He was drawn away from those worries by Ira’s mention of the memories they’d shared. There were so many memories from her, most of which didn’t stick, the only ones held in any clear detail the ones that almost halfway tied back to this version of Ira in this reality. He’d really want to review these audio tapes later just to see if he could actually puzzle some sense from them on repeat, because he didn’t want Ira’s lesson to be given without proper thought. And also because he was a researcher and had a lot of questions.

She fiddled with the shirts, and Cody was so used to her doing things while they talked that he assumed it was some kind of craft project – maybe she was making creatures out of thread back in her world. That actually gave him an idea for a gift, since he didn’t think sewing or weaving or knitting or anything was actually among the crafts she’d been given here. He did remember how husks were made, and that they took three things to create them, and Ira seemed to be talking about herself like a trinity – but then she held up the strings, and Cody squinted at them until she mentioned the eyes, mismatched blue and green.

Oh, Expletive.


The word was very quiet, for Cody. The way it was said was a Name, a proper Name, if Ira could recognize that, but it wasn’t the kind of name that could be given, as it was tethered to an anchor. Deliberately tethered, even before the man’s True Name was fully hidden even from the Foundation. In many ways, it was one of many safeguards. A string itself, a thread in a complicated and tangled web that caught anything looking to grab it instead.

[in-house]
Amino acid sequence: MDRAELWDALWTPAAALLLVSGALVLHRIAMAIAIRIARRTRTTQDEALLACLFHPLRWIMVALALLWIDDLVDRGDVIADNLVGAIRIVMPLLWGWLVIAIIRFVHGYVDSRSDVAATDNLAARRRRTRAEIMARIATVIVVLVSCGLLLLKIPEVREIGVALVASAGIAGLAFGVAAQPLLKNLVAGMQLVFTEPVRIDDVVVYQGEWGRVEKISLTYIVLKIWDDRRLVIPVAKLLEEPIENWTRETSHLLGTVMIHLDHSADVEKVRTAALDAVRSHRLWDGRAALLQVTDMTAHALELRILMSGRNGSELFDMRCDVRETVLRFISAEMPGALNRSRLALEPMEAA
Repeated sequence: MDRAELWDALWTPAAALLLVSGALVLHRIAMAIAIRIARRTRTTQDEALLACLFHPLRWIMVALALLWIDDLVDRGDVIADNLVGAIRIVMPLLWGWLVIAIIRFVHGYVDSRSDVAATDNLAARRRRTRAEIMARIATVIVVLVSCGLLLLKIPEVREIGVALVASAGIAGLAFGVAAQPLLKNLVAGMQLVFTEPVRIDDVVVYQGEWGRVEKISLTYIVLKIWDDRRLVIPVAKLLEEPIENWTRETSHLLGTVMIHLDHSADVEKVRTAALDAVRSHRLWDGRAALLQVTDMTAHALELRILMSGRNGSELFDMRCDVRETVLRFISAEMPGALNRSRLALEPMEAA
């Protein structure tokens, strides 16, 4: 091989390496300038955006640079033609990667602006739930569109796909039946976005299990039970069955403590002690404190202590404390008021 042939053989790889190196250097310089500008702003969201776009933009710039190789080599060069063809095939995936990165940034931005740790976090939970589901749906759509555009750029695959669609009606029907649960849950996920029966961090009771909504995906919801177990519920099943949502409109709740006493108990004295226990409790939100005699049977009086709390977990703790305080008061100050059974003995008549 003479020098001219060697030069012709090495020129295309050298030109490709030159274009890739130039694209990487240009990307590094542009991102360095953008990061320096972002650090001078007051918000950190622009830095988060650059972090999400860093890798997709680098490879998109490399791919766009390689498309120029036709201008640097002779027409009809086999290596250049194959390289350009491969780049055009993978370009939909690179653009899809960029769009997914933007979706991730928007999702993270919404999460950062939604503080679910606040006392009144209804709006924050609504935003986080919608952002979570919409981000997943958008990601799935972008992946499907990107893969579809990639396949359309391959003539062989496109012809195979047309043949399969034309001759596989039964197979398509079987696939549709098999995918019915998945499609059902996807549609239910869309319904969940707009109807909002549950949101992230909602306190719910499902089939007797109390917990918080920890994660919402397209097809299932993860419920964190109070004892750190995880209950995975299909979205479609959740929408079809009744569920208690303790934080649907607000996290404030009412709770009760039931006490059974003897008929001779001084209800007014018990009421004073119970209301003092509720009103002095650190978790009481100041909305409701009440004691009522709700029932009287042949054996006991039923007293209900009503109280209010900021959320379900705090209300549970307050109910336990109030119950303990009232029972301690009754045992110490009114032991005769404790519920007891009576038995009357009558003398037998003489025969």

SV-5’s specialty was the Eldritch, sometimes called the ultimate anomaly in occult circles within the Founadtion. He did a lot of fucking around and finding out with them. He did have access to the cultists Ira had attracted in her time away from ACF, and now the Husk. There was obviously some kind of connection here, but Cody didn’t really understand what that was yet. Strings had also been at L-14, a long time ago – but if he’d ever interacted with Ira, it was very likely they would’ve known about her abilities long before the Breach.

He would’ve followed what Ira was saying, Cody was sure of that.

Right. This was concerning, and while anomalies were allowed to know about the Council’s existence and even the pseudonyms of its members, he wasn’t sure he wanted to touch that without knowing a little more about the connection between the weird dreamcatcher, the weird goddess, and the weird Councilman.

"Ira," he said, slowly, as he touched the web of threads with a fingertip. "I promise I’ll explain – teach you. But I need–" pause, rephrase. "It’s very important to how I explain it that you tell me how you know this man, where you’ve seen him. He’s dangerous, but he’s also very important in the Foundation. I can give you more – if I know what you already know. Do you understand?"
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Ira was watching Cody very carefully for his response. She was not disappointed. Cody hadn't been really good at hiding his emotions in front of Ira, not that Ira was particularly any better at hiding her emotions, but this was still something that could be taken advantage of. Then, quietly, he whispered a name. Ira couldn't stop herself from letting a little grin slip. But, as quickly as it graced her face, it disappeared.